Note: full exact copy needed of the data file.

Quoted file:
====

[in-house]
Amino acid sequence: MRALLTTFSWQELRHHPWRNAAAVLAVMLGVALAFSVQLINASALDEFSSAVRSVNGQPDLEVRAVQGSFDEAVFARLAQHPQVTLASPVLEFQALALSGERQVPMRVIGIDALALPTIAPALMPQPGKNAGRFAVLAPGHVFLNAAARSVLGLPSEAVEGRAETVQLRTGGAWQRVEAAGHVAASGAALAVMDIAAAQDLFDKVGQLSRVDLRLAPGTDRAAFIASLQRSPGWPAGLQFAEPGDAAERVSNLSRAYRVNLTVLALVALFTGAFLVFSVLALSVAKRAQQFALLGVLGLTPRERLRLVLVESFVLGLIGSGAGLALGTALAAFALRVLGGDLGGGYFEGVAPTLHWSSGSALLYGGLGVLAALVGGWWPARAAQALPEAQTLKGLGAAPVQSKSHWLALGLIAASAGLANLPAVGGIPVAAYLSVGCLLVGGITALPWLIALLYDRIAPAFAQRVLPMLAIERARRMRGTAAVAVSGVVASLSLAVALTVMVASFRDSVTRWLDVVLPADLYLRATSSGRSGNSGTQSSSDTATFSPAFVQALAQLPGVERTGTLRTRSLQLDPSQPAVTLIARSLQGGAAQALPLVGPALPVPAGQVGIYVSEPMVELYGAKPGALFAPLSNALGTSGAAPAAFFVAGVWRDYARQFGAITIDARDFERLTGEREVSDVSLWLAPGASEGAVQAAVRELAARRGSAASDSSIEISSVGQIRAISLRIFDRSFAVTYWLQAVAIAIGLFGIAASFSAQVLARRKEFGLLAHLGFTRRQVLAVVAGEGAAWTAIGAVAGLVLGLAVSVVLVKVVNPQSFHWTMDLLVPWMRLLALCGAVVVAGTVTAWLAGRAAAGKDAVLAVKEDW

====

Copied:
[in-house]
Amino acid sequence: MRALLTTFSWQELRHHPWRNAAAVLAVMLGVALAFSVQLINASALDEFSSAVRSVNGQPDLEVRAVQGSFDEAVFARLAQHPQVTLASPVLEFQALALSGERQVPMRVIGIDALALPTIAPALMPQPGKNAGRFAVLAPGHVFLNAAARSVLGLPSEAVEGRAETVQLRTGGAWQRVEAAGHVAASGAALAVMDIAAAQDLFDKVGQLSRVDLRLAPGTDRAAFIASLQRSPGWPAGLQFAEPGDAAERVSNLSRAYRVNLTVLALVALFTGAFLVFSVLALSVAKRAQQFALLGVLGLTPRERLRLVLVESFVLGLIGSGAGLALGTALAAFALRVLGGDLGGGYFEGVAPTLHWSSGSALLYGGLGVLAALVGGWWPARAAQALPEAQTLKGLGAAPVQSKSHWLALGLIAASAGLANLPAVGGIPVAAYLSVGCLLVGGITALPWLIALLYDRIAPAFAQRVLPMLAIERARRMRGTAAVAVSGVVASLSLAVALTVMVASFRDSVTRWLDVVLPADLYLRATSSGRSGNSGTQSSSDTATFSPAFVQALAQLPGVERTGTLRTRSLQLDPSQPAVTLIARSLQGGAAQALPLVGPALPVPAGQVGIYVSEPMVELYGAKPGALFAPLSNALGTSGAAPAAFFVAGVWRDYARQFGAITIDARDFERLTGEREVSDVSLWLAPGASEGAVQAAVRELAARRGSAASDSSIEISSVGQIRAISLRIFDRSFAVTYWLQAVAIAIGLFGIAASFSAQVLARRKEFGLLAHLGFTRRQVLAVVAGEGAAWTAIGAVAGLVLGLAVSVVLVKVVNPQSFHWTMDLLVPWMRLLALCGAVVVAGTVTAWLAGRAAAGKDAVLAVKEDW